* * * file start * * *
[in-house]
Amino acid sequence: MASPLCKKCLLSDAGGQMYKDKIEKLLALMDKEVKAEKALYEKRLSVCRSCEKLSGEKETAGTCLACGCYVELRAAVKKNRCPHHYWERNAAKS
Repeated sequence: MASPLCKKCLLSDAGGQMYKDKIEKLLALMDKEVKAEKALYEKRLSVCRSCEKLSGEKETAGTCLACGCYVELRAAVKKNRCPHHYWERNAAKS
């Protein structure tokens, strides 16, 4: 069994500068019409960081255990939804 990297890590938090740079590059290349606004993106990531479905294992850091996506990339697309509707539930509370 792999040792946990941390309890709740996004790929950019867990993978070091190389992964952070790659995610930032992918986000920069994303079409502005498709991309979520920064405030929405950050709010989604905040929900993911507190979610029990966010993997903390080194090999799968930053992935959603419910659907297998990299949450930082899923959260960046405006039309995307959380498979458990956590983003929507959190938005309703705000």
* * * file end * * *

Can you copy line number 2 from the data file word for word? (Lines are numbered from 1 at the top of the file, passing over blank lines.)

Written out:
Amino acid sequence: MASPLCKKCLLSDAGGQMYKDKIEKLLALMDKEVKAEKALYEKRLSVCRSCEKLSGEKETAGTCLACGCYVELRAAVKKNRCPHHYWERNAAKS